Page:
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Digital Campus : "Réseaux.doc : Training in Information Skills"
How to Locate Information?
Experimental training courses for first year DEUG (Preliminary Degree Course) :
English - Comparative French Literature

Thanks to the close collaboration between the various partners, and also between the disciplines: the professors in methodology, civilisation & literature of LCE (Foreign Languages, Literature and Civilisation) and LEA (Applied Foreign Language), along with the IT Education Research Service (SER), who provided a computing room at Clignancourt 4 hours a week and with Michèle Thèry, in charge of tutors, who appointed a tutor for training in information skills, it was possible to set up this experiment at the start of the academic year in 2001, as approved in the Digital Campus scheme (obtained in July 2001) and described in issue n°9 of the university newspaper "Nouvelles de Paris-Sorbonne" (November-December 2001, La Documentation à Paris IV, p.17).

Led by a counsellor, who was trained with the involvement of the Joint Library Services, and substituted by a tutor in the second semester who also benefited from the same training, we were able to set up 20 groups, spread over the whole year, in first year English at DEUG (Foundation) level. From February onwards, we will try to extend this training to the second years if any places are available, as we have chosen to begin with a short introduction of 5 hours over 5 weeks, just one hour per week. The programme was developed with the help of URFIST (Regional Units on Technical and Scientific Information) - and their long experience. Students can always consult the CERISE web site (Student Support for Information Literacy in Research) to refresh their memories of the training course "How to Locate Information?" http://www.ccr.jussieu.fr/urfist/cerise

The idea that drives us is to make students, from the first year, aware of the importance of acquiring skills, not only of acquiring ease in using research tools, but in skills which should allow them to master their subject better and should be a support to help them succeed throughout their studies. The aim is to make new tools available to students who, simply by mastering them, could obtain real gains in time and performance. However, it is clear that this does not mean they only need to 'click' for a degree.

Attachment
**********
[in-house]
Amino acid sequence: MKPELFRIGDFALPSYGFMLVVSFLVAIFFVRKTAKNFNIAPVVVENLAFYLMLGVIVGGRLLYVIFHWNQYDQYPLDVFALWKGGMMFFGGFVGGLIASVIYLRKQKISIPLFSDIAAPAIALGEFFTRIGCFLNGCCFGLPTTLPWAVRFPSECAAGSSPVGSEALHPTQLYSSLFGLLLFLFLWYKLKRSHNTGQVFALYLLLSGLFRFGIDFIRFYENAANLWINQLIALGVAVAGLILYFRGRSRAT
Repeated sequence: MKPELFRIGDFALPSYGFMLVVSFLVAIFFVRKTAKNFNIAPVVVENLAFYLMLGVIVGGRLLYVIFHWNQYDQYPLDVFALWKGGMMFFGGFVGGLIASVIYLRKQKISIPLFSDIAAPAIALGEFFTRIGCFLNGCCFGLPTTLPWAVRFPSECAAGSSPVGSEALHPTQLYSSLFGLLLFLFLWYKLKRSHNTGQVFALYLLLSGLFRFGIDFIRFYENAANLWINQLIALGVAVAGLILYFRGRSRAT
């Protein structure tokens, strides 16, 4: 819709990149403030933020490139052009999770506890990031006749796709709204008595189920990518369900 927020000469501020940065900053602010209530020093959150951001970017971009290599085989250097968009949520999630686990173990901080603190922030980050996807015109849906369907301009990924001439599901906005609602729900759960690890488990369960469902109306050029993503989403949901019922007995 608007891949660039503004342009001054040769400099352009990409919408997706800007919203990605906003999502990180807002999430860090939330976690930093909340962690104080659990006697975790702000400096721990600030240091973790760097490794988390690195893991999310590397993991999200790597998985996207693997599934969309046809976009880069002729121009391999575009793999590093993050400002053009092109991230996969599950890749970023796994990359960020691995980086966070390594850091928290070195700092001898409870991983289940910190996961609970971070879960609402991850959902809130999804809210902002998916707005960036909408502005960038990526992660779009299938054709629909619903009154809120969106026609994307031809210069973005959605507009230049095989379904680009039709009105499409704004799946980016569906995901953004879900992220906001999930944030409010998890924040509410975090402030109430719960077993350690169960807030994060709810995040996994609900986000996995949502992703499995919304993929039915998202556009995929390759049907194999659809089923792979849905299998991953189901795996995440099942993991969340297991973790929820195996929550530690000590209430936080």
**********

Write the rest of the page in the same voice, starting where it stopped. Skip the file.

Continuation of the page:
By examining the issues they have to study with our Civilisation colleagues, for example, we have adapted our research programme with elements that the students will need later to better assimilate their courses, such as "Foreign policy in Great Britain through the headlines of various newspaper". This is only one example from many in the Civilisation curriculum.

The same work can be done in American or English Literature for the authors studied on the programme. In French, First year Modern Literature DEUG (Foundation) level, DLM100F1/F2 : Methodology, Literary Documentation, New Technologies, a lecture was given at Malesherbes thanks to the collaboration of Professor Mélanio and Professor Murun, with whom we attempted a duo on Balzac's "La Peau de Chagrin" (Shagreen): access to the BNF (French National Library), analysis of bibliographic notes and editions, use of search engines, recommended sites to consult, warning about the limits of the Net. Moreover, the speakers insisted on the necessity of always cross- checking in the old hard-copy catalogue if necessary, to ensure that information obtained, certainly more rapidly, is accurate and offers the required guarantee of quality for research.

This work was possible thanks to the teachers in charge of practical courses, who attended the training and then went over points with students and tutors during small group sessions, with further investigations on sites mentioned.
This year, it is important to develop a programme that answers the needs of first year students. The English student-supervisor has started to develop this by writing an initial report about a ten-week experiment carried out with ParisX-Nanterre, our partner and motivating force in the Digital Campus project. She produced a questionnaire at the start, and evaluations after 5 weeks of training. Her first report will soon be available on the site that we are constructing for Réseaux.doc with Nanterre. It will be possible to consult this work, which will show the exercises done, on the Paris IV site.

Besides the problems of simply manipulating Word functions, and knowing its possibilities and safety instructions, students also need to learn note-taking, summary techniques, as well as how to use search engines. For the moment, five hours is short but it's a start. We hope in this way to give students a taste for methodological investigation practices, combined with keeping a critical distance, which could lead them either to the world of research or to the outside world. Indeed, companies are more and more open to EDM (Electronic Document Management) as seen in the feasibility study which we were asked to do this year. Students can consolidate these exercises by using the self-access sessions in the computing room or the library.